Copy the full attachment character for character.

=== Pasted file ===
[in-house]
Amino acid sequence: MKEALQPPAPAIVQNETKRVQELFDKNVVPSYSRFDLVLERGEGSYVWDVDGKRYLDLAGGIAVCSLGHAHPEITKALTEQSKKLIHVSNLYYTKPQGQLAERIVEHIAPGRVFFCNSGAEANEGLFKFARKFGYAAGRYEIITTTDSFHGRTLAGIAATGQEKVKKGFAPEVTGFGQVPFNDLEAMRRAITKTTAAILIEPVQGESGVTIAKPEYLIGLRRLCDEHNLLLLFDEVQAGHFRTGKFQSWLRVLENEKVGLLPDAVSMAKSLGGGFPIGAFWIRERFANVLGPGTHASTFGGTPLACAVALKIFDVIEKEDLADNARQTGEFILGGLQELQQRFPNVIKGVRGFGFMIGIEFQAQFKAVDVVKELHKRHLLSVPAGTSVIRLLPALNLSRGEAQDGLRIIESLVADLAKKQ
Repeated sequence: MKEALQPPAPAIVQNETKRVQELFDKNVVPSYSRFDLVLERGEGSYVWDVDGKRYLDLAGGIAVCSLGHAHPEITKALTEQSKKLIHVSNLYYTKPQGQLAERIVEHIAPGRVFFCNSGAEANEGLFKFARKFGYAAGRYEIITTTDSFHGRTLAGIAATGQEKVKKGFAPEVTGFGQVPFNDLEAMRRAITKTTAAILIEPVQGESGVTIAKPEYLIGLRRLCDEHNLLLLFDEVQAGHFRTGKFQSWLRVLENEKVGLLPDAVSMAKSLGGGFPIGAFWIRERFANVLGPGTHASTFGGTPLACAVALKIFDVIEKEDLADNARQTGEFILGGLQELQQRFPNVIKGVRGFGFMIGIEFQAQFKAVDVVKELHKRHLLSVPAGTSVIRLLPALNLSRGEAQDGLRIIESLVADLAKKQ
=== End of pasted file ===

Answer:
[in-house]
Amino acid sequence: MKEALQPPAPAIVQNETKRVQELFDKNVVPSYSRFDLVLERGEGSYVWDVDGKRYLDLAGGIAVCSLGHAHPEITKALTEQSKKLIHVSNLYYTKPQGQLAERIVEHIAPGRVFFCNSGAEANEGLFKFARKFGYAAGRYEIITTTDSFHGRTLAGIAATGQEKVKKGFAPEVTGFGQVPFNDLEAMRRAITKTTAAILIEPVQGESGVTIAKPEYLIGLRRLCDEHNLLLLFDEVQAGHFRTGKFQSWLRVLENEKVGLLPDAVSMAKSLGGGFPIGAFWIRERFANVLGPGTHASTFGGTPLACAVALKIFDVIEKEDLADNARQTGEFILGGLQELQQRFPNVIKGVRGFGFMIGIEFQAQFKAVDVVKELHKRHLLSVPAGTSVIRLLPALNLSRGEAQDGLRIIESLVADLAKKQ
Repeated sequence: MKEALQPPAPAIVQNETKRVQELFDKNVVPSYSRFDLVLERGEGSYVWDVDGKRYLDLAGGIAVCSLGHAHPEITKALTEQSKKLIHVSNLYYTKPQGQLAERIVEHIAPGRVFFCNSGAEANEGLFKFARKFGYAAGRYEIITTTDSFHGRTLAGIAATGQEKVKKGFAPEVTGFGQVPFNDLEAMRRAITKTTAAILIEPVQGESGVTIAKPEYLIGLRRLCDEHNLLLLFDEVQAGHFRTGKFQSWLRVLENEKVGLLPDAVSMAKSLGGGFPIGAFWIRERFANVLGPGTHASTFGGTPLACAVALKIFDVIEKEDLADNARQTGEFILGGLQELQQRFPNVIKGVRGFGFMIGIEFQAQFKAVDVVKELHKRHLLSVPAGTSVIRLLPALNLSRGEAQDGLRIIESLVADLAKKQ